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Depression: A Misunderstood Illness

Updated on November 3, 2017

Invisible Illness

The Stigma Around Depression

We live in a society where people post pictures of themselves up on Facebook and other sites doing a bong load, drinking, dressing provocatively, etc. However, we cannot talk about depression or mental illness at all because there is such a stigma against any mental health problem. Depression has been around starting with the beginning of mankind. Some people in the Bible such as King David, Job, Elijah, etc. were probably clinically depressed. If you read some of the Psalms, the text does not describe a feeling of happiness. It describes real depression. Presidents of the United States have suffered from depression. For example, Abe Lincoln and his wife both suffered bouts of depression. The diagnosis itself can become an illness because there is such a stigma against it.

Depression in the Biblical Times

The Truth About Depression


It is not A sign of Weakness

People think that Depression is a sign of weakness. It is not. It is an illness the same as diabetes or asthma. The problem is people often do not seek help for it because of the stigma associated with it. They think that if they deny the problem it will go away and of course it does not. In fact it can even get worse as time goes on. People still take cracks at people with mental health problems like Britney Spears, Charlie Sheen, or Lindsay Lohan. They just happen to be famous people who suffer from it. People do not know how to respond to it because they do not understand the illness.

Taking a Wise Crack Back

Suffering with Illness

Statistics on Mental Health Disorders

  • Depression is the leading cause of disability in the United States.
  • According to the National Alliance of Mental Illness (NAMI) 1 in 5 adults in the United States experience some form of a mental health disorder in a given year.
  • About one in five youth from ages 13 to 18 have some kind of severe mental disorder.
  • 18.1 % of adults in the United States have some kind of anxiety disorder like P.T.S.D., O.C.D., and/or specific phobias.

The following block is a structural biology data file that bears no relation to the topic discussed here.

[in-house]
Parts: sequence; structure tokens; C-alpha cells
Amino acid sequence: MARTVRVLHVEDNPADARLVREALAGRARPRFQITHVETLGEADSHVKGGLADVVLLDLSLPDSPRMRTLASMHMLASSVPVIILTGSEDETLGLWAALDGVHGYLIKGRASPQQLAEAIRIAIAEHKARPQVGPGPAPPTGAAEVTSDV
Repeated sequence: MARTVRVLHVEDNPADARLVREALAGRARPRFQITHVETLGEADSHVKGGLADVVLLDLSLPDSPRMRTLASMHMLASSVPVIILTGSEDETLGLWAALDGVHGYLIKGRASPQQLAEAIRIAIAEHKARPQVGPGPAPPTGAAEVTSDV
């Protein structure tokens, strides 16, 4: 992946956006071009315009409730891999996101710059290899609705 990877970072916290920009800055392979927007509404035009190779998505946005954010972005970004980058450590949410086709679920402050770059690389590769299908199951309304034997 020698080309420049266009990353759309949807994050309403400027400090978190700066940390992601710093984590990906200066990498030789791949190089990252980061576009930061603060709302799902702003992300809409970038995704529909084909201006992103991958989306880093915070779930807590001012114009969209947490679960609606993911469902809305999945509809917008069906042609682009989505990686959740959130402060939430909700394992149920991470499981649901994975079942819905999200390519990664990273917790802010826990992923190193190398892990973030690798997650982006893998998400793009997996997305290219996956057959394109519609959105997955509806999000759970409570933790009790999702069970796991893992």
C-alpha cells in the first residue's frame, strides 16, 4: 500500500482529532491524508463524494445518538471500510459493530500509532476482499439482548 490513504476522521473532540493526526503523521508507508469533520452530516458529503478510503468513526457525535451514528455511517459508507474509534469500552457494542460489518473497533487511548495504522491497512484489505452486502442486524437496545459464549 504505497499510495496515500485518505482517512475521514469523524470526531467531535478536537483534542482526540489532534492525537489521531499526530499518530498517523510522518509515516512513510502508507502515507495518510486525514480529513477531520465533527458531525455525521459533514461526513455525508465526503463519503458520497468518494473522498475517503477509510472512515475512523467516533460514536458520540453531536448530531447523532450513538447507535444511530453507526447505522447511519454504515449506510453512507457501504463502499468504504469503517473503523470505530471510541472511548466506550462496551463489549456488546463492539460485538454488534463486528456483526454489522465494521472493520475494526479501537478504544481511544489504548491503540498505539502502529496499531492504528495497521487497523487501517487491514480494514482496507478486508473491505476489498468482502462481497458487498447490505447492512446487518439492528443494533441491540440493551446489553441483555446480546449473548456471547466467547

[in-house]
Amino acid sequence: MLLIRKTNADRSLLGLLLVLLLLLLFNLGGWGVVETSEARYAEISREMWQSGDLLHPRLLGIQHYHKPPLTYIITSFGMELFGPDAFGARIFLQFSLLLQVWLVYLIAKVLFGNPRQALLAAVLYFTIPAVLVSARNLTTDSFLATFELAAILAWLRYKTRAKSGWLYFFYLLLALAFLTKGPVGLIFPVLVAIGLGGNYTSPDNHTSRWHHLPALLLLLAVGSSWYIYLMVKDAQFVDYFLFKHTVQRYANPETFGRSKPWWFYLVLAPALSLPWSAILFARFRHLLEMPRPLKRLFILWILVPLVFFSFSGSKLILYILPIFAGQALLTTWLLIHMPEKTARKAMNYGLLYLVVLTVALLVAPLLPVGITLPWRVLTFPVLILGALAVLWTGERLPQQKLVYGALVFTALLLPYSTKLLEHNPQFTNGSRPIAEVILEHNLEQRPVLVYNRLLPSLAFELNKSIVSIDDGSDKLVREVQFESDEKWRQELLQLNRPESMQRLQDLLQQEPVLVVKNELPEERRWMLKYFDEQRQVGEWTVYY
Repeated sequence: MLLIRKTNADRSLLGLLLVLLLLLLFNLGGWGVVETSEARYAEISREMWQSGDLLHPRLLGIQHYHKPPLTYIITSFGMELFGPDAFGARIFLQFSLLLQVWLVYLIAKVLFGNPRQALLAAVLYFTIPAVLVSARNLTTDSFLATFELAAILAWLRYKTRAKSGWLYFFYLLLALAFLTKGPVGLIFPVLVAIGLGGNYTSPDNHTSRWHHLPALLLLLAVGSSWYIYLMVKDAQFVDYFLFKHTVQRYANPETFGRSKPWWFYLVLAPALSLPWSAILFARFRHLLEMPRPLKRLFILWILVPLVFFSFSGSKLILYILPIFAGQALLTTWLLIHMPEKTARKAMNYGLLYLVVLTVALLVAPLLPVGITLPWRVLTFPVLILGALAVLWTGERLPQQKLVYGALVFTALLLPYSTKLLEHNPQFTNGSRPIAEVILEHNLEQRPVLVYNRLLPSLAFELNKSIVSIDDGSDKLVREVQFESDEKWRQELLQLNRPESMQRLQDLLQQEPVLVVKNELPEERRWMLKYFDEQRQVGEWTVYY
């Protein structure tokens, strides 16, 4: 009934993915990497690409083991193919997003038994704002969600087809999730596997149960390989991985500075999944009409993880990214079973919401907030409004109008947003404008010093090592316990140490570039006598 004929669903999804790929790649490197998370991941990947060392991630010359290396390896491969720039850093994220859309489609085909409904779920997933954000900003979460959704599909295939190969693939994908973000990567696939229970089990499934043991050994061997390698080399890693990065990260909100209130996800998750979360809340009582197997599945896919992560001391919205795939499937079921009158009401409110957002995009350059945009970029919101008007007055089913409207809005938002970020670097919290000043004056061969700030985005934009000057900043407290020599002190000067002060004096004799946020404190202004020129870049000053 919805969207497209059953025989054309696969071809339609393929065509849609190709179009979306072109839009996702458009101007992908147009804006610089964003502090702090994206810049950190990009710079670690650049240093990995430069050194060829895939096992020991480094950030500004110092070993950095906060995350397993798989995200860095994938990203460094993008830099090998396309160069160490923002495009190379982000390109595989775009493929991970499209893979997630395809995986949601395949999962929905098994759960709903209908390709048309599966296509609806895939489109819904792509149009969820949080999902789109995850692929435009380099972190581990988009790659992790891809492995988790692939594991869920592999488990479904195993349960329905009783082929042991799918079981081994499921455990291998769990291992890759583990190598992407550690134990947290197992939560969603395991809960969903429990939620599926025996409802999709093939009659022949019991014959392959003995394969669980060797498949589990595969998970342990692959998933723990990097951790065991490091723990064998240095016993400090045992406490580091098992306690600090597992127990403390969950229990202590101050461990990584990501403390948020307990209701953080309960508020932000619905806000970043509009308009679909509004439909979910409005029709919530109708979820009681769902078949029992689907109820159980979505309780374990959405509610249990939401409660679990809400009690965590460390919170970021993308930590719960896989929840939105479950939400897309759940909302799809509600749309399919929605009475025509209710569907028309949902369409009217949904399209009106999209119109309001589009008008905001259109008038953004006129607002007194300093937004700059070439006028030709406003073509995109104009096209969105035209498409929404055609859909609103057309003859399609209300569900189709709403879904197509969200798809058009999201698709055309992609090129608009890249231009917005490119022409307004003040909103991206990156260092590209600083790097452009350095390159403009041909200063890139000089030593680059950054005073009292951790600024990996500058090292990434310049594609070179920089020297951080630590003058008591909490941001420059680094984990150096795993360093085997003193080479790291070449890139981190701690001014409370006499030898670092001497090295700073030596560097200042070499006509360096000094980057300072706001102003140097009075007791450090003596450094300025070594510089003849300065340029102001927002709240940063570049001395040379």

• Of the 20.2 million adults in the United States who have a substance abuse disorder, 50.5% or 10.2 million adults have a co- occurring mental illness.

What Really Killed Robin Williams

Facing the Problem

Demonizing the Illness

Robin Williams was suffering from dementia and he knew that it was going to go down hill. However, we live in a culture that demonizes anyone with some type of mental health problem. He thought that it was easier to end his life then to deal with it. Many people who have depression, anxiety, or any kind of mental health problem do not seek treatment because they are afraid of the stigma associated with it. It is not socially acceptable to talk about depression or anxiety. Yet, people have no problem talking about excessive partying, over-drinking, or anything but mental health.

Impact on Society

Statistics in Society

  • According to the National Alliance of Mental Illness it is estimated that 26% of homeless adults in shelters live with a mental health disorder and/or a substance abuse problem.
  • 70 % of children in the juvenile justice system have at least one mental health problem while 20 % live with a serious mental illness.
  • Of the adults living with mental health problems only 41 % received mental health services. Of the people living with a serious mental illness 62% received mental health services within the past year.
  • People who are African American or Hispanic used mental health services at half the rate of Caucasians, while Asian Americans about one third the rate.

"In a World of people who couldn't care less be the person who couldn't care more"

— Anonymous

National Alliance of Mental Illness (NAMI)

Symptoms of Depression

  • changes in sleep
  • changes in appetite
  • lack of concentration
  • loss of energy
  • lack of interest
  • low self esteem- feelings of guilt and worthlessness
  • hopelessness
  • changes in movement- pacing or agitation
  • physical aches and pains

There is Hope

Where to Get Help

  • Connect on NAMI Peer to Peer
  • Call 1-800-950-6264 or email for resources on depression
  • The National Suicide Prevention Lifeline is 1-800-273-8255

Escaping through Literature

One of the things Robin Williams talked about was using alcohol as an escape. Reading about people who have problems similar to yourself can also be an escape. Robin Williams and others who have dealt with depression experienced the difficulties of using alcohol and other drugs as means of escaping. Reading can be a positive, non-drug means of escaping. Exercising is also good for depression because it increases serotonin in your brain. Eating a well balanced diet and getting plenty of rest are also recommended in trying to combat depression.

Sources Used for this Article:

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